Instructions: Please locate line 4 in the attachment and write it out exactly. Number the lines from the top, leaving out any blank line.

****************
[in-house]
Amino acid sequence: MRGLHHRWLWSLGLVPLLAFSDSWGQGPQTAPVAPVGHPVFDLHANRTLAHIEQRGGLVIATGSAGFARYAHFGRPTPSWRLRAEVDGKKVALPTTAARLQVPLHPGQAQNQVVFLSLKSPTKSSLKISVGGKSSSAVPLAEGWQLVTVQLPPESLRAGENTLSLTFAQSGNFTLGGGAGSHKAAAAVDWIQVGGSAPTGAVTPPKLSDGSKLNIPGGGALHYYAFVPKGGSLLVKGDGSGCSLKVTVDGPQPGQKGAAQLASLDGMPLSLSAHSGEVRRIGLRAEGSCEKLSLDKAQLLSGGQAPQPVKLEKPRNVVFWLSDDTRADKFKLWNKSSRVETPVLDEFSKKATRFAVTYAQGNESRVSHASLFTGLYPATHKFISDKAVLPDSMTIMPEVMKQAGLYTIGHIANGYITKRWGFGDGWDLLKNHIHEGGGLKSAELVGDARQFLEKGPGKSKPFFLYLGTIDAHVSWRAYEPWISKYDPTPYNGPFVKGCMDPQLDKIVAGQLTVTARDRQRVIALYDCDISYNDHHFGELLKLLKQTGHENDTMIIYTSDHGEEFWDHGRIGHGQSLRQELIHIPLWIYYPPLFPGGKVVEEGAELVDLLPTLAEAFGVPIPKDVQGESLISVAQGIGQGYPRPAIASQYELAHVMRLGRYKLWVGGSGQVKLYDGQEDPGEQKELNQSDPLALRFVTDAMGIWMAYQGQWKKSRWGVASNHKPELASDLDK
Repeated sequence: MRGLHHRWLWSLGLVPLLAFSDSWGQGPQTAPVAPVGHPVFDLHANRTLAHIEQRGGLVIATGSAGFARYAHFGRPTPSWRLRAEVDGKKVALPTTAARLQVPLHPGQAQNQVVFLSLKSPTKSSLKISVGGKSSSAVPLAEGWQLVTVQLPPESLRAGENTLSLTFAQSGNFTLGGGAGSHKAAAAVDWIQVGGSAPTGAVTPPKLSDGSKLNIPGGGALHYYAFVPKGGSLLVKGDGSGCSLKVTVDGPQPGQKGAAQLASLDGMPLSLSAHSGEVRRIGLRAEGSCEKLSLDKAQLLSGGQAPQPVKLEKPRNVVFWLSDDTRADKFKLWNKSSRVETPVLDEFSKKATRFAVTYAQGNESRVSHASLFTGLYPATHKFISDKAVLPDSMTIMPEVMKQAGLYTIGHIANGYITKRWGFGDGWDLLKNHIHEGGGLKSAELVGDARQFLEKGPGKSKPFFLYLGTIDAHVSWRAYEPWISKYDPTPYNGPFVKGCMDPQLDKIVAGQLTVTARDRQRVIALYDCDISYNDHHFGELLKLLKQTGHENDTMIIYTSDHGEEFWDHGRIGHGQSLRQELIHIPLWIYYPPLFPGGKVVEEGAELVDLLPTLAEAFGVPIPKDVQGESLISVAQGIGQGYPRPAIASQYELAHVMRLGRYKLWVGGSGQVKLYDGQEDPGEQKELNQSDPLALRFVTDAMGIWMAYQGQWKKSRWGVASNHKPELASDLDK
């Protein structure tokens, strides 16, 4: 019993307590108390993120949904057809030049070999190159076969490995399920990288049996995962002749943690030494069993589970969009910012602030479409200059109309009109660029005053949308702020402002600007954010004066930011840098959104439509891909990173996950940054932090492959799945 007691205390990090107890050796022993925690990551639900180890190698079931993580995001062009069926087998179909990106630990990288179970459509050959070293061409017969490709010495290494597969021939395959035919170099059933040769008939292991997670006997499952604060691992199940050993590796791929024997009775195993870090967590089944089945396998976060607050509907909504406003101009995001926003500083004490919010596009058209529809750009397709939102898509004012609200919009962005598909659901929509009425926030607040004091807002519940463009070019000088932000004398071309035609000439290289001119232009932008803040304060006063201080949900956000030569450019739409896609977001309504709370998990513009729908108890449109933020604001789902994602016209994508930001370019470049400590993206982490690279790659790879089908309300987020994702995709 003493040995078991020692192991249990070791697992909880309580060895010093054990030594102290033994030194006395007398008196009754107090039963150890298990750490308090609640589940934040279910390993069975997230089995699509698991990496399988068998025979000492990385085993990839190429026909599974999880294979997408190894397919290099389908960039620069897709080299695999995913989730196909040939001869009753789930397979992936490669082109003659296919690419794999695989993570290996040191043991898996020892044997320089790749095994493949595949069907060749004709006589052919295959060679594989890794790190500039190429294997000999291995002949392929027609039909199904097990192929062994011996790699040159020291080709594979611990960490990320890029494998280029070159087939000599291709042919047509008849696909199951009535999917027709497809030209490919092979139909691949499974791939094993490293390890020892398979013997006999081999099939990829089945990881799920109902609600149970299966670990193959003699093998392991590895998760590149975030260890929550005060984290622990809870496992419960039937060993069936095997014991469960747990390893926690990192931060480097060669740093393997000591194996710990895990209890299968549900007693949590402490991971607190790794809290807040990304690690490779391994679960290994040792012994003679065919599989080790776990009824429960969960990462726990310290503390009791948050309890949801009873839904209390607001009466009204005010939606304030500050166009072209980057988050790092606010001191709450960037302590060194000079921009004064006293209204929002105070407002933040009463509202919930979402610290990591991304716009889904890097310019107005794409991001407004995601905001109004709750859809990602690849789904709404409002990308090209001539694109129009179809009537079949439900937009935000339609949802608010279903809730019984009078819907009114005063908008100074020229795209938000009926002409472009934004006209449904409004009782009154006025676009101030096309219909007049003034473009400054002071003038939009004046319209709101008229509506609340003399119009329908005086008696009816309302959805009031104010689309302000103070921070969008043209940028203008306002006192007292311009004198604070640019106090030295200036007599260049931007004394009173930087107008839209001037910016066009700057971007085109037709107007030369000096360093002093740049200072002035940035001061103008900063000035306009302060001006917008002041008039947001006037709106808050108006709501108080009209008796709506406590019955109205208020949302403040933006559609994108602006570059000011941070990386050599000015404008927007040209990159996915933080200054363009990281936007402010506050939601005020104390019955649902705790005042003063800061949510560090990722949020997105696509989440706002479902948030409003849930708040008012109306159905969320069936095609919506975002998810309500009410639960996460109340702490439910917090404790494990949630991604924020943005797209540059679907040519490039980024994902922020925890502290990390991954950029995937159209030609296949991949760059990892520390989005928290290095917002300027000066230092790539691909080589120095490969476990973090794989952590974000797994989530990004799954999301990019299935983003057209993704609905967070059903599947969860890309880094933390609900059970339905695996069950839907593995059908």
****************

């Protein structure tokens, strides 16, 4: 019993307590108390993120949904057809030049070999190159076969490995399920990288049996995962002749943690030494069993589970969009910012602030479409200059109309009109660029005053949308702020402002600007954010004066930011840098959104439509891909990173996950940054932090492959799945 007691205390990090107890050796022993925690990551639900180890190698079931993580995001062009069926087998179909990106630990990288179970459509050959070293061409017969490709010495290494597969021939395959035919170099059933040769008939292991997670006997499952604060691992199940050993590796791929024997009775195993870090967590089944089945396998976060607050509907909504406003101009995001926003500083004490919010596009058209529809750009397709939102898509004012609200919009962005598909659901929509009425926030607040004091807002519940463009070019000088932000004398071309035609000439290289001119232009932008803040304060006063201080949900956000030569450019739409896609977001309504709370998990513009729908108890449109933020604001789902994602016209994508930001370019470049400590993206982490690279790659790879089908309300987020994702995709 003493040995078991020692192991249990070791697992909880309580060895010093054990030594102290033994030194006395007398008196009754107090039963150890298990750490308090609640589940934040279910390993069975997230089995699509698991990496399988068998025979000492990385085993990839190429026909599974999880294979997408190894397919290099389908960039620069897709080299695999995913989730196909040939001869009753789930397979992936490669082109003659296919690419794999695989993570290996040191043991898996020892044997320089790749095994493949595949069907060749004709006589052919295959060679594989890794790190500039190429294997000999291995002949392929027609039909199904097990192929062994011996790699040159020291080709594979611990960490990320890029494998280029070159087939000599291709042919047509008849696909199951009535999917027709497809030209490919092979139909691949499974791939094993490293390890020892398979013997006999081999099939990829089945990881799920109902609600149970299966670990193959003699093998392991590895998760590149975030260890929550005060984290622990809870496992419960039937060993069936095997014991469960747990390893926690990192931060480097060669740093393997000591194996710990895990209890299968549900007693949590402490991971607190790794809290807040990304690690490779391994679960290994040792012994003679065919599989080790776990009824429960969960990462726990310290503390009791948050309890949801009873839904209390607001009466009204005010939606304030500050166009072209980057988050790092606010001191709450960037302590060194000079921009004064006293209204929002105070407002933040009463509202919930979402610290990591991304716009889904890097310019107005794409991001407004995601905001109004709750859809990602690849789904709404409002990308090209001539694109129009179809009537079949439900937009935000339609949802608010279903809730019984009078819907009114005063908008100074020229795209938000009926002409472009934004006209449904409004009782009154006025676009101030096309219909007049003034473009400054002071003038939009004046319209709101008229509506609340003399119009329908005086008696009816309302959805009031104010689309302000103070921070969008043209940028203008306002006192007292311009004198604070640019106090030295200036007599260049931007004394009173930087107008839209001037910016066009700057971007085109037709107007030369000096360093002093740049200072002035940035001061103008900063000035306009302060001006917008002041008039947001006037709106808050108006709501108080009209008796709506406590019955109205208020949302403040933006559609994108602006570059000011941070990386050599000015404008927007040209990159996915933080200054363009990281936007402010506050939601005020104390019955649902705790005042003063800061949510560090990722949020997105696509989440706002479902948030409003849930708040008012109306159905969320069936095609919506975002998810309500009410639960996460109340702490439910917090404790494990949630991604924020943005797209540059679907040519490039980024994902922020925890502290990390991954950029995937159209030609296949991949760059990892520390989005928290290095917002300027000066230092790539691909080589120095490969476990973090794989952590974000797994989530990004799954999301990019299935983003057209993704609905967070059903599947969860890309880094933390609900059970339905695996069950839907593995059908």